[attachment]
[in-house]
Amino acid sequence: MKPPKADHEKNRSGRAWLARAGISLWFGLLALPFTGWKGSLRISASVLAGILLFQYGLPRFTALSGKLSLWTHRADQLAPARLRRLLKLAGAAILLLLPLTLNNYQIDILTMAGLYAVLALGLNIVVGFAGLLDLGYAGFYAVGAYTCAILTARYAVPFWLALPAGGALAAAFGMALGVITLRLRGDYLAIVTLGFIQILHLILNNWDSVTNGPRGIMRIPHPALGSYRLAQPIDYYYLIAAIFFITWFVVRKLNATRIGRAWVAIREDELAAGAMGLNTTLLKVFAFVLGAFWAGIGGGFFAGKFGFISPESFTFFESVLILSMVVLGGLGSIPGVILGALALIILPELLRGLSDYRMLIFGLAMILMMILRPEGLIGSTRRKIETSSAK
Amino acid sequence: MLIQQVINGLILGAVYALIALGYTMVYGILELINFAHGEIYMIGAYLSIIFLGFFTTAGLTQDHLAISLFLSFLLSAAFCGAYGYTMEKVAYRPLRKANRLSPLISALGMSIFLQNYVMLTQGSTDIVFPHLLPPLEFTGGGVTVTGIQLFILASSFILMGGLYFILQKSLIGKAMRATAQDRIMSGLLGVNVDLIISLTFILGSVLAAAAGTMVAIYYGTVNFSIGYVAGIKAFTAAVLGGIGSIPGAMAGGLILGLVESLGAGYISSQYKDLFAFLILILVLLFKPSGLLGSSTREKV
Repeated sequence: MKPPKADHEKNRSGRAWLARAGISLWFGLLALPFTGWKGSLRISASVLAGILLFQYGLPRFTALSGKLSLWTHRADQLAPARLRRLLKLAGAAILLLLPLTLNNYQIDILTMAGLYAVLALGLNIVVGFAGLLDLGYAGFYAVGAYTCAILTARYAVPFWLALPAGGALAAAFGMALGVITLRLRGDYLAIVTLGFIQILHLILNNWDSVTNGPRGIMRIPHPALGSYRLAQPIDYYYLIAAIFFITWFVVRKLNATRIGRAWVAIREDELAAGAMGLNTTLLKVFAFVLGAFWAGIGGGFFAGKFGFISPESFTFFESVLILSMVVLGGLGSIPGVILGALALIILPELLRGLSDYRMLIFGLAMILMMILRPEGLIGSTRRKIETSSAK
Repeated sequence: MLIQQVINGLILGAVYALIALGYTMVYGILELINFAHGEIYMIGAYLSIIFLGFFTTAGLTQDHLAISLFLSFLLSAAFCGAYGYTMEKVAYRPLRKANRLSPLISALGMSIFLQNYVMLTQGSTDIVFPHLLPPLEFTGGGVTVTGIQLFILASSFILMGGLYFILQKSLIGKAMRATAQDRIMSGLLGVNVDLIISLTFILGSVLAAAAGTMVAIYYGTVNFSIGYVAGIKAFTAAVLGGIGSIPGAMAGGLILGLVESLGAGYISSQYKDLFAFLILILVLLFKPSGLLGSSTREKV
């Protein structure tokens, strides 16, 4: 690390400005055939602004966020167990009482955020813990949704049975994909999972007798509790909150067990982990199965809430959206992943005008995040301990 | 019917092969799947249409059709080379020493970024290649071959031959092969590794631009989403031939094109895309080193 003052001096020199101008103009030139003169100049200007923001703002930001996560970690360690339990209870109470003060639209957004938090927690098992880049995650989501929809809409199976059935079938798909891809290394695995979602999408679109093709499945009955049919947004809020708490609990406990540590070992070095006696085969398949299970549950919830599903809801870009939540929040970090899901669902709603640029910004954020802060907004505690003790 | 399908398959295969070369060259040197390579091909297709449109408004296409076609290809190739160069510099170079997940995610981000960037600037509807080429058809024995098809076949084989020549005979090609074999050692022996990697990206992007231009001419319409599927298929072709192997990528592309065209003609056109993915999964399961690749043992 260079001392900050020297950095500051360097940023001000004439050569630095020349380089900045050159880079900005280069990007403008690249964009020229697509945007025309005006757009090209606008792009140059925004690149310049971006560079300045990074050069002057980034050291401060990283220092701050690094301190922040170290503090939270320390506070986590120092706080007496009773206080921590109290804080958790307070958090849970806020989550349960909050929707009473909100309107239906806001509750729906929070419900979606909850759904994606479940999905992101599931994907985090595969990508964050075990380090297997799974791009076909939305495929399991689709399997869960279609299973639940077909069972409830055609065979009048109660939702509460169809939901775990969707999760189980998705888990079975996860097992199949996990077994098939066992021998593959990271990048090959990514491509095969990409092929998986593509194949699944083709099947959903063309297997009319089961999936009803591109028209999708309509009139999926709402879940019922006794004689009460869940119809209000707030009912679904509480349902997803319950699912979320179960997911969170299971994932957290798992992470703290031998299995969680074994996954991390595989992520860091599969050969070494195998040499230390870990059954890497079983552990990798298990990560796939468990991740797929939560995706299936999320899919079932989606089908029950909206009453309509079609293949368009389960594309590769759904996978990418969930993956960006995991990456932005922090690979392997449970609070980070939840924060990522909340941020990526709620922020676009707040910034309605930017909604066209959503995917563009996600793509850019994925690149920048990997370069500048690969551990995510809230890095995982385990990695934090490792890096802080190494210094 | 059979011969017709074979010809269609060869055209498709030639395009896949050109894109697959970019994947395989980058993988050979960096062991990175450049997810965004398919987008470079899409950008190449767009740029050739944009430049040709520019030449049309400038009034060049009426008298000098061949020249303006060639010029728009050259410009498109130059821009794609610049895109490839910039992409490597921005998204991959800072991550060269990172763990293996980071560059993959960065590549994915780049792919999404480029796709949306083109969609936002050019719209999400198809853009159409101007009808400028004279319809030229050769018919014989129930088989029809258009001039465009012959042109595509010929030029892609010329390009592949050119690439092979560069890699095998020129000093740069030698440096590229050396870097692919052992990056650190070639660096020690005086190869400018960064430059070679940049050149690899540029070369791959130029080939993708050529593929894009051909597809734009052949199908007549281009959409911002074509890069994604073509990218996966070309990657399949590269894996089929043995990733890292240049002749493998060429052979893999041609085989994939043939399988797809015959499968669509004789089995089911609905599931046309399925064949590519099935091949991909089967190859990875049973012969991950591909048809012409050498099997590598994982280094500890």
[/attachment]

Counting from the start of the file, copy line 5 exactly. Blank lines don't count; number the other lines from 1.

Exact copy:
Repeated sequence: MLIQQVINGLILGAVYALIALGYTMVYGILELINFAHGEIYMIGAYLSIIFLGFFTTAGLTQDHLAISLFLSFLLSAAFCGAYGYTMEKVAYRPLRKANRLSPLISALGMSIFLQNYVMLTQGSTDIVFPHLLPPLEFTGGGVTVTGIQLFILASSFILMGGLYFILQKSLIGKAMRATAQDRIMSGLLGVNVDLIISLTFILGSVLAAAAGTMVAIYYGTVNFSIGYVAGIKAFTAAVLGGIGSIPGAMAGGLILGLVESLGAGYISSQYKDLFAFLILILVLLFKPSGLLGSSTREKV